"I don't think he liked the idea of being left at home to look after himself," she laughs. It was a brave decision for someone who did not speak English. Her first year was spent learning the language, but as soon as she was able, she plunged into her course with enthusiasm. "I was so hungry to study," she says. "I was able to study art and theatre. I was so scared and worked so hard that I finished my coursework well before the end of the four years. It was tough because I was a student and also a full-time mother." Sometimes she would have to gather up the girls and their toys and take them into the editing suite in order to finish her projects on time but in the end she graduated with high honours a year and a half early.
By this time, her daughters were rapidly acclimating to America, something that worried both parents. One incident in particular precipitated their decision to move to another country. "Our eldest daughter was beginning to show signs of being a bit too independent. She was just seven years old and one day I was talking to her about something and she just said: 'Look Mama, I can take care of myself.' My husband felt that we had to experience another place so we went to Australia to do my MA."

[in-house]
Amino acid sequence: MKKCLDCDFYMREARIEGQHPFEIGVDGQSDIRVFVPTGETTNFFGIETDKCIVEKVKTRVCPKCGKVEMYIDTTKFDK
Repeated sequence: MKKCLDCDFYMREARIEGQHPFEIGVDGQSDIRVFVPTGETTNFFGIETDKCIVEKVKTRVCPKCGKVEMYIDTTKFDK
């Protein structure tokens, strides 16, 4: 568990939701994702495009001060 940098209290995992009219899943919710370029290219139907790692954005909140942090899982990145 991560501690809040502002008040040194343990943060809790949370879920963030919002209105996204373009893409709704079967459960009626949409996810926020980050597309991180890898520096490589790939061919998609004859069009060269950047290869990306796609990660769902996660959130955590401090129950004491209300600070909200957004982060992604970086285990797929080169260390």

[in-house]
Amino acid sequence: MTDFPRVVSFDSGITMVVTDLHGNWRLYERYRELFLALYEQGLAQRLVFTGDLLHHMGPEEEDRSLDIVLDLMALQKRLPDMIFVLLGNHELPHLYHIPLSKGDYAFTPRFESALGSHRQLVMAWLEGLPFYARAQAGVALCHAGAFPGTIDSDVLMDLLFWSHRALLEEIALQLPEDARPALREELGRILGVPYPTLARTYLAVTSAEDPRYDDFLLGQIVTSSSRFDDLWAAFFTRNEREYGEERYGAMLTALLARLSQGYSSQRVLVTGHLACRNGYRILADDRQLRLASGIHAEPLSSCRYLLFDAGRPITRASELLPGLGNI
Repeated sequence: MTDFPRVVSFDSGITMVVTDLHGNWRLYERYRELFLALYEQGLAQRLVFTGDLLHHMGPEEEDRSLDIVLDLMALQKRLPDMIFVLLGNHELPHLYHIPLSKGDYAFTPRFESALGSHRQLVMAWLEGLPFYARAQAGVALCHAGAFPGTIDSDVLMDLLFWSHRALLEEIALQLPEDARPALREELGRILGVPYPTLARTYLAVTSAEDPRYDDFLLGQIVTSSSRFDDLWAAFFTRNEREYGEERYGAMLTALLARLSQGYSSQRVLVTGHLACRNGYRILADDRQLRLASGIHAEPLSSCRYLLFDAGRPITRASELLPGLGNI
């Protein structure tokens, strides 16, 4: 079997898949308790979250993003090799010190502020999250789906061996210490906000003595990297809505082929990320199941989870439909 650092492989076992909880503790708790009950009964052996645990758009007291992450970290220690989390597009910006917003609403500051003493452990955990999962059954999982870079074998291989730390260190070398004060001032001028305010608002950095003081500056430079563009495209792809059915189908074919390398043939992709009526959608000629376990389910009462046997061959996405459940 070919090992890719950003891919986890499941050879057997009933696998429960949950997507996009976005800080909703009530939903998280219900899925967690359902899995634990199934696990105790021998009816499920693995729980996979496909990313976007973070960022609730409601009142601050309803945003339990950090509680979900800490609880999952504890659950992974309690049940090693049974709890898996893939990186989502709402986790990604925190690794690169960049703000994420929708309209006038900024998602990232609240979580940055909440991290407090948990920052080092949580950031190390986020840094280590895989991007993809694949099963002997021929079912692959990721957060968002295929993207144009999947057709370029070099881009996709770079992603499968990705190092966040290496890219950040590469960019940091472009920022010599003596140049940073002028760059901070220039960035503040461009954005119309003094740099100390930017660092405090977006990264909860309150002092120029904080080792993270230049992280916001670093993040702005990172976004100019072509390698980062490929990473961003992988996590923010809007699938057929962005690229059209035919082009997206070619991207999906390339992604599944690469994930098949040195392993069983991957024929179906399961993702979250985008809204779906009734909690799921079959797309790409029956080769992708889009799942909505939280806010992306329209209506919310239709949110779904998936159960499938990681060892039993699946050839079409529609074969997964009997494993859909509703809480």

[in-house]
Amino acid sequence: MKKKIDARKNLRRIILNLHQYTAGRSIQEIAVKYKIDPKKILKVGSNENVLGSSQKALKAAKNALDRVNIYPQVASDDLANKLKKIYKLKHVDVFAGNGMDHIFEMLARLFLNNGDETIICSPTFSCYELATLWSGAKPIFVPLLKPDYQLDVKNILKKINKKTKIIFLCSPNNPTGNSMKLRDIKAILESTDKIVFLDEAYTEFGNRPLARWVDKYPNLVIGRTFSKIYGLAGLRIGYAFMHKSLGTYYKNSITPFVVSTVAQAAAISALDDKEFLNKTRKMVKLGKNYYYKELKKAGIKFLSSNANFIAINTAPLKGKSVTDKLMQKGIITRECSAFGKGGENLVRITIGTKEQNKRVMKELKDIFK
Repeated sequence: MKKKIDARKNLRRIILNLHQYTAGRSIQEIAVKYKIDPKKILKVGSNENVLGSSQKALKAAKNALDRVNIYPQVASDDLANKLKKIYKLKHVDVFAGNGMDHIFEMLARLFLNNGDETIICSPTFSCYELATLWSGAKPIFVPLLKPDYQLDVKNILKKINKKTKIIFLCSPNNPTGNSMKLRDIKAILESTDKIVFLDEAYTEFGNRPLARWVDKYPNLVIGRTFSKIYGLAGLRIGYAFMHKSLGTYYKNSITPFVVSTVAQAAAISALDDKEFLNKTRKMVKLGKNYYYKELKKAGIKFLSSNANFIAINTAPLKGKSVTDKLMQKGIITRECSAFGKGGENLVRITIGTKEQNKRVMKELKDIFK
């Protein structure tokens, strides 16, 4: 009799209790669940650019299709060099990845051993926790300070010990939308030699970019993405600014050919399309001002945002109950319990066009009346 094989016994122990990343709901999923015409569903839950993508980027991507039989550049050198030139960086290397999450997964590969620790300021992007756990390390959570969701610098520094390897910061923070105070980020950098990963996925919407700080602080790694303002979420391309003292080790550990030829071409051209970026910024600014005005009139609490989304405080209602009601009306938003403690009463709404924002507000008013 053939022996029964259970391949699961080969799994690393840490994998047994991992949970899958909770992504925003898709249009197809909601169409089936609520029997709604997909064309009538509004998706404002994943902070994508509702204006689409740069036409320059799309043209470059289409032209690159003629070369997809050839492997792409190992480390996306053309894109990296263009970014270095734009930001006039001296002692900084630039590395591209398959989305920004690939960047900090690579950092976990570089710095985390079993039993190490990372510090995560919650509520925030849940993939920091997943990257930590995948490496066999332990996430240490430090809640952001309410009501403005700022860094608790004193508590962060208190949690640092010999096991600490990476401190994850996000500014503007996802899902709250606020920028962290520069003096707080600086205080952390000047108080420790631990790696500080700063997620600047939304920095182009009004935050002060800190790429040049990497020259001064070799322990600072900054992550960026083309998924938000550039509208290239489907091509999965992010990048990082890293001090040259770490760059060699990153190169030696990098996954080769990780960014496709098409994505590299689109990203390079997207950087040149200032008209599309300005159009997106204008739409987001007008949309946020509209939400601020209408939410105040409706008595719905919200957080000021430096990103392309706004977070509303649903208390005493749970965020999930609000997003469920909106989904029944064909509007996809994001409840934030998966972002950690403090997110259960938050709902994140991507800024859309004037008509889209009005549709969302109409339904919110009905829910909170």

She gained her master's degree in cinema production from Griffith University School of Film before returning to the UAE. She became head of Al Ittihad's cultural department in 1991 and later worked as a television training co-ordinator. In May, 2000, she became the head of human resources, training and development and might have continued her career in management had the compulsion to write and make films not led to her decision to give up full-time work in 2006.
"It's a balancing act," she says. "You have your job and you have your dream. When you are a full-time employee you can't pursue your dream entirely." Alghanem has produced and directed four films, starting with two shorts called Ice Cream and The Park in 1997. Two years, later she and her husband produced a documentary sponsored by the Abu Dhabi Authority for Culture & Heritage called Between Two Banks. It is based on the story of Khamees Marzouq, the last remaining rowing boatman on the Dubai Creek, and shows the challenges he faced to survive in an increasingly modern city. Scripted by Albudoor and directed by Alghanem, the film was shown at festivals all over the world including Japan, France, Tunisia, Brazil and the UAE.